Veneer Folding

05/15/2014


From original questioner:

Hello...I am trying to fold 5/8 veneer panels to achieve a 3' thick panel..I am using a insert style cutter with a 91 degree insert. I am having some issues with fraying and torn edges and was wondering if there are some tips to getting a clean miter. I am using particle core panels and cutting the miter at a depth of LPZ+.1mm..any advice would be appreciated. Thank you.

From contributor ri


Are you pre taping before you cut?

From contributor Ad


i did use tape with somewhat better results but still not the quality I am after..It is a lower end bit so I suppose a more expensive bit would provide a better result..

From contributor Bo


I found that the 90 degree worked better than the 91 for me. you have to get the tape and depth just right too, takes a little trial and error. Make sure the table is milled flat first and also make sure your material is pulling down flat consistently. Mdf core works best for folding but particle board should be okay if you get it just right.

From contributor Bi


You are trying to cut into the veneer a bit, don't stay short of it. Make sure you tape first and use a good quality packing tape not masking tape or something like that.

From contributor Ma


I am with Bobby, the 90 degree works best for me. The problem with any of this is the sharp tip of the bit really does not work perfectly. At the sharp point there is no real scraping motion to "cut" it kind of pushes the material out of the way.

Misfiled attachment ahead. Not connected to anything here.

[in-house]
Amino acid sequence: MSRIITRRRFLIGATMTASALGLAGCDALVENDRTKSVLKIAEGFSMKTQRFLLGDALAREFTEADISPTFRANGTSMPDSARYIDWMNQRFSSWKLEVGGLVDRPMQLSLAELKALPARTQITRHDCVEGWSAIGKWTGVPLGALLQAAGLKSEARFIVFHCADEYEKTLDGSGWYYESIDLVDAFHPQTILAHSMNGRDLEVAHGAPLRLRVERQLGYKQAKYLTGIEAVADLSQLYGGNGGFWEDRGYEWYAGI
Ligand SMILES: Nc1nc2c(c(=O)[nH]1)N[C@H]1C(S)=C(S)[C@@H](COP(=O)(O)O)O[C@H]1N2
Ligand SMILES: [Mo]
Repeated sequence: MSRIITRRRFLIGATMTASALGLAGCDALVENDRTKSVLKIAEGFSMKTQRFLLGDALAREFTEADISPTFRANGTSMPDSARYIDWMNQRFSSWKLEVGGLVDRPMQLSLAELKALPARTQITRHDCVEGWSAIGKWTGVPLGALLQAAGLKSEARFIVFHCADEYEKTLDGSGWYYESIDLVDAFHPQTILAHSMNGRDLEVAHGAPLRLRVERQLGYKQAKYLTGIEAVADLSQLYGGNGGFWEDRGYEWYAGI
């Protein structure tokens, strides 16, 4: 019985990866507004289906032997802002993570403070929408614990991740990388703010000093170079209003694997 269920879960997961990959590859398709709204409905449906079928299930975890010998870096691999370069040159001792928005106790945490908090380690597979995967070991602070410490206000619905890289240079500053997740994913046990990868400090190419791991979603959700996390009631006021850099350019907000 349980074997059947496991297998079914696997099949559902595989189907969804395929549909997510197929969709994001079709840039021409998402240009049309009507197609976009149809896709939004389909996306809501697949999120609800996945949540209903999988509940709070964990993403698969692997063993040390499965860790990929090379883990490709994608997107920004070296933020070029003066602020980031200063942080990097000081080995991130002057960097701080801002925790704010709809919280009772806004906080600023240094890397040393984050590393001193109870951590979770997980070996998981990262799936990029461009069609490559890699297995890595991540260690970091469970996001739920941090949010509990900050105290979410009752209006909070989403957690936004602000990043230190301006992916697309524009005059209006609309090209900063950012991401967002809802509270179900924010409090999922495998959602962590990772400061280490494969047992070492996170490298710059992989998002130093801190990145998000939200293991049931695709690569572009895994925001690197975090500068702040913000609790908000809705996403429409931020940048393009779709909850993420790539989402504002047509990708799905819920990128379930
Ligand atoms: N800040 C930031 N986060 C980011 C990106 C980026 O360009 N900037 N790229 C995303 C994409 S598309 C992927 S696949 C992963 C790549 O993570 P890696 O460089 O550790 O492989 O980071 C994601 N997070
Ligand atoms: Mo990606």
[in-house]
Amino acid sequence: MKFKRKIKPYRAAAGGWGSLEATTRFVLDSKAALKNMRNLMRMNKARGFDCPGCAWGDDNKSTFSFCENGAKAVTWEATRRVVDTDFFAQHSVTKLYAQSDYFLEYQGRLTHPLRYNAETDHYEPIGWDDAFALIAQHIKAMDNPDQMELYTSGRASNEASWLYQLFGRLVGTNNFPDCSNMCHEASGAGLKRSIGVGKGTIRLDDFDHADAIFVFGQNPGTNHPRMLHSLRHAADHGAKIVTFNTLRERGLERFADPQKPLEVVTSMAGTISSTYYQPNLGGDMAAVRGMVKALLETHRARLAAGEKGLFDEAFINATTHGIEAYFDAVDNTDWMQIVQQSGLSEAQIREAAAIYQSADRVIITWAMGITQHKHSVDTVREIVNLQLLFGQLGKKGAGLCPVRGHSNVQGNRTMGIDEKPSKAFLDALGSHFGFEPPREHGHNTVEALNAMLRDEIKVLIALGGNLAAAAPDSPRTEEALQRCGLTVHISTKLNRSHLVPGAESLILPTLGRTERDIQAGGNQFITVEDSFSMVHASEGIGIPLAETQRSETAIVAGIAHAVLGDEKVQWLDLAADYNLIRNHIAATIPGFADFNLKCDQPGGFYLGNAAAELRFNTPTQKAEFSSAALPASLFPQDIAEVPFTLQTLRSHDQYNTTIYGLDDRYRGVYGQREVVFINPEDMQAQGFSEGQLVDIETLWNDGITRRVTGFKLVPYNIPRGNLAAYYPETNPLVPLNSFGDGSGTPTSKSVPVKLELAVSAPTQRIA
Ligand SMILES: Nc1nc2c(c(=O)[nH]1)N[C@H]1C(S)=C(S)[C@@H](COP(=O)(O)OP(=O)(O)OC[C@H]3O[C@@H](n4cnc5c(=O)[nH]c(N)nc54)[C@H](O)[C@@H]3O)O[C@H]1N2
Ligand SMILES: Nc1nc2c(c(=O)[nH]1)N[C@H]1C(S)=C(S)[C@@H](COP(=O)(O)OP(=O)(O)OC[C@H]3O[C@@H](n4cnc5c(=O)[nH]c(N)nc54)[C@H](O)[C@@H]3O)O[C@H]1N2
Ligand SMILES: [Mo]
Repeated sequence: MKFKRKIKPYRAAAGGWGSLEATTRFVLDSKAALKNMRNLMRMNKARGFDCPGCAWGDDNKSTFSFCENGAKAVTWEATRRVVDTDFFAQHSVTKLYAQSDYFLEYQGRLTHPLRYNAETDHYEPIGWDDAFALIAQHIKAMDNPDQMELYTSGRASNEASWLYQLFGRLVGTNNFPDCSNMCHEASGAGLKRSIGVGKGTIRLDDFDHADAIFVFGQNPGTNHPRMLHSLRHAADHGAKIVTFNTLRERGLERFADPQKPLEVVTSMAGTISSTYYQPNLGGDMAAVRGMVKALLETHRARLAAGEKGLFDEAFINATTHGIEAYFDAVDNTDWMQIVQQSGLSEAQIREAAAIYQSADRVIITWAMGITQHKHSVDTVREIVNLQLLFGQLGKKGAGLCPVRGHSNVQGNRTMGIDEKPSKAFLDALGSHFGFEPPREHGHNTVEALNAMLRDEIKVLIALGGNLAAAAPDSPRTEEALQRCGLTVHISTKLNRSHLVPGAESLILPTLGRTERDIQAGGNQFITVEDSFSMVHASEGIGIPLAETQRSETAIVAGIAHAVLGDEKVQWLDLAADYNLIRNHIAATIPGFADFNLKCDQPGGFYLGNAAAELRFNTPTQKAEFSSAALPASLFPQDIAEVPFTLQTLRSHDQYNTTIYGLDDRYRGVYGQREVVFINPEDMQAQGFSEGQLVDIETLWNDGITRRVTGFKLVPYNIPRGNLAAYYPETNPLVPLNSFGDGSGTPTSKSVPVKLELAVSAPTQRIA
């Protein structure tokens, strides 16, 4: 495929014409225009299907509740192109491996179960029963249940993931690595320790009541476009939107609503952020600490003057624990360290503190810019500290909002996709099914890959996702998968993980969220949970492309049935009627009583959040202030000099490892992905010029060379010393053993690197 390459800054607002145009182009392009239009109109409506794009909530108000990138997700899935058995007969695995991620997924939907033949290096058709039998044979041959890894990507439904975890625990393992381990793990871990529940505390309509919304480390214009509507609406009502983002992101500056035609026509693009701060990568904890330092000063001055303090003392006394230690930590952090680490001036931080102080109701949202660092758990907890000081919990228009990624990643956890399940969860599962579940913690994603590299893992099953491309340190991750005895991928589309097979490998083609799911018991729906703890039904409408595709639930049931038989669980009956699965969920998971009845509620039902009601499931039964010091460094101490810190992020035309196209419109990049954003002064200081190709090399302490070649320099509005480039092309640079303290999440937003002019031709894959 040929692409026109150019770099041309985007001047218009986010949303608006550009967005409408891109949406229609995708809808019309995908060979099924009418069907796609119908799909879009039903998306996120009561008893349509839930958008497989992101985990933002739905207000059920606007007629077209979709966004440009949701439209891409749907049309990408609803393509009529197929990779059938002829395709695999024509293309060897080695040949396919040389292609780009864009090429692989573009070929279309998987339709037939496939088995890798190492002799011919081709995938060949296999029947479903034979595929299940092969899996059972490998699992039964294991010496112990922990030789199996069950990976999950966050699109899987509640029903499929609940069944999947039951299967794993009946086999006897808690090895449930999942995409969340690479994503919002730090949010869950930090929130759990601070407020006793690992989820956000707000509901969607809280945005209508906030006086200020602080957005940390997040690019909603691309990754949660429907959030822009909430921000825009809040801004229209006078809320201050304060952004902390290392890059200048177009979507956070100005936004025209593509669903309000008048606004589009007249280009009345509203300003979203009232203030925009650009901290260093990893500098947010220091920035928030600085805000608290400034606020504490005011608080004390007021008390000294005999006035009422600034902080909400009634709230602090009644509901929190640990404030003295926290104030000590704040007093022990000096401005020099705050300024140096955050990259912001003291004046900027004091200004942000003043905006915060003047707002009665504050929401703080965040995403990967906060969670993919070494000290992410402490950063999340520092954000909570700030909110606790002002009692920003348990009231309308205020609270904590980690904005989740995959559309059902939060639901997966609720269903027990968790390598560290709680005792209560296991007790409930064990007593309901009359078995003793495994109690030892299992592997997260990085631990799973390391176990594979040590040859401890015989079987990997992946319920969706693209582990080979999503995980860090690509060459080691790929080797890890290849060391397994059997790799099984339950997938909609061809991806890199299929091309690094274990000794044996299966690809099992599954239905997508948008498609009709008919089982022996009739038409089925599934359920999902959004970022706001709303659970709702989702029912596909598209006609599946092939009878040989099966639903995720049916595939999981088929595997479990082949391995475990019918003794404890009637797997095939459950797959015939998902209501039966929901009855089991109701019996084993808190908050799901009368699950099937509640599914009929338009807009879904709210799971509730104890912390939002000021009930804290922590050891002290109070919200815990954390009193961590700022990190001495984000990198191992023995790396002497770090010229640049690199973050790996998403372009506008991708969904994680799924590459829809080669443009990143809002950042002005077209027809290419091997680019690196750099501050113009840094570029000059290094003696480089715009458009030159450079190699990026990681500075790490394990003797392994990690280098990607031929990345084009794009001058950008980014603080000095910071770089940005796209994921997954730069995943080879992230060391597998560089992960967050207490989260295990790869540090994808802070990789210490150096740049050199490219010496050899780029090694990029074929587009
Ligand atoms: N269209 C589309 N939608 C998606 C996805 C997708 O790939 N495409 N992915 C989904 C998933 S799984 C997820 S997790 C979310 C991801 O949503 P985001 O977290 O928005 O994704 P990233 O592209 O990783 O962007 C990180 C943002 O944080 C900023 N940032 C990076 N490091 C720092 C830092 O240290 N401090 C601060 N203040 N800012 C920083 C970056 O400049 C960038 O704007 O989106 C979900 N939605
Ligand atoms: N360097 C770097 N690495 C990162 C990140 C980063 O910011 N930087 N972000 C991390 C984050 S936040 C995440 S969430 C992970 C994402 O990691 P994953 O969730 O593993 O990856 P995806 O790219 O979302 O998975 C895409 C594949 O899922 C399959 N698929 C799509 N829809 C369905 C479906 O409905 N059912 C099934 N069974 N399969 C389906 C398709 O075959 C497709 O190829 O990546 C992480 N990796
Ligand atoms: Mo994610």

I generally cut about 1/32 through the material, into the spoilboard. I use 3 or 4 passes for 3/4 material, the last pass being just a very light skim pass.

After cutting I turn the parts over and hand align them. Like Bill I use good quality packing tape. Carefully align the pieces, overlapping the sharp edges just a few10ths of a mm so there is a little pressure on the tips as the tape folds.

With a little practice you can even make perfect veneer cubes. Some veneers are more difficult than others, I find maple or cherry to work more easily than say white oak. It seems to be harder to cut crossgrain.

From contributor Mi


I have a saw on my machine, so when I have room for lead in and lead out, I use a 4 insert saw body with the net angle produced being 90-15'.
When I Don't have room to get a saw in without fouling other parts in a nest, I use a single insert router bit. I think the tool has a slight upshear. I use good packing tape to hold the parts together and act as a hinge. Depending on the thickness, I normally take 2-3 passes with the last pass only removing 0.03". Like the other posters said, mdf is the best substrate, but others can work as well. Had good luck on P.B., bamboo, solid surface, and even some good quality plywood.